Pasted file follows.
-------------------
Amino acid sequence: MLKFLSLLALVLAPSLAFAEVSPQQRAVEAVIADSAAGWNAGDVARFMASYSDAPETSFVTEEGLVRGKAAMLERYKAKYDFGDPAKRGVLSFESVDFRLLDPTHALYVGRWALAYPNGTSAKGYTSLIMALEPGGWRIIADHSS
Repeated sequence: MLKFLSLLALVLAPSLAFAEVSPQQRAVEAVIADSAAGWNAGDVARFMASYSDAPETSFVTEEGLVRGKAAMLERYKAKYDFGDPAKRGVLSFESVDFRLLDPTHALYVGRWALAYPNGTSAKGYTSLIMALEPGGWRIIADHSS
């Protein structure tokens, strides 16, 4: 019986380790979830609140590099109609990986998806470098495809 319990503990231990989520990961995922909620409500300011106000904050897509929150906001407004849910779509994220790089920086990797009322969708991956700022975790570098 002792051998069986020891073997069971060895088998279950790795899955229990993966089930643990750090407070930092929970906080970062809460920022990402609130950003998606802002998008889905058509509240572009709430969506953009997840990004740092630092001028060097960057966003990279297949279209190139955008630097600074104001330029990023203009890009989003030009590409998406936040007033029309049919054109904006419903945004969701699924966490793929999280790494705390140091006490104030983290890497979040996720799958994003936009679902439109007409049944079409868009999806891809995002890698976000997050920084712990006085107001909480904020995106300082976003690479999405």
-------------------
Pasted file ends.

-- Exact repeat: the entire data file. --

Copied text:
Amino acid sequence: MLKFLSLLALVLAPSLAFAEVSPQQRAVEAVIADSAAGWNAGDVARFMASYSDAPETSFVTEEGLVRGKAAMLERYKAKYDFGDPAKRGVLSFESVDFRLLDPTHALYVGRWALAYPNGTSAKGYTSLIMALEPGGWRIIADHSS
Repeated sequence: MLKFLSLLALVLAPSLAFAEVSPQQRAVEAVIADSAAGWNAGDVARFMASYSDAPETSFVTEEGLVRGKAAMLERYKAKYDFGDPAKRGVLSFESVDFRLLDPTHALYVGRWALAYPNGTSAKGYTSLIMALEPGGWRIIADHSS
């Protein structure tokens, strides 16, 4: 019986380790979830609140590099109609990986998806470098495809 319990503990231990989520990961995922909620409500300011106000904050897509929150906001407004849910779509994220790089920086990797009322969708991956700022975790570098 002792051998069986020891073997069971060895088998279950790795899955229990993966089930643990750090407070930092929970906080970062809460920022990402609130950003998606802002998008889905058509509240572009709430969506953009997840990004740092630092001028060097960057966003990279297949279209190139955008630097600074104001330029990023203009890009989003030009590409998406936040007033029309049919054109904006419903945004969701699924966490793929999280790494705390140091006490104030983290890497979040996720799958994003936009679902439109007409049944079409868009999806891809995002890698976000997050920084712990006085107001909480904020995106300082976003690479999405």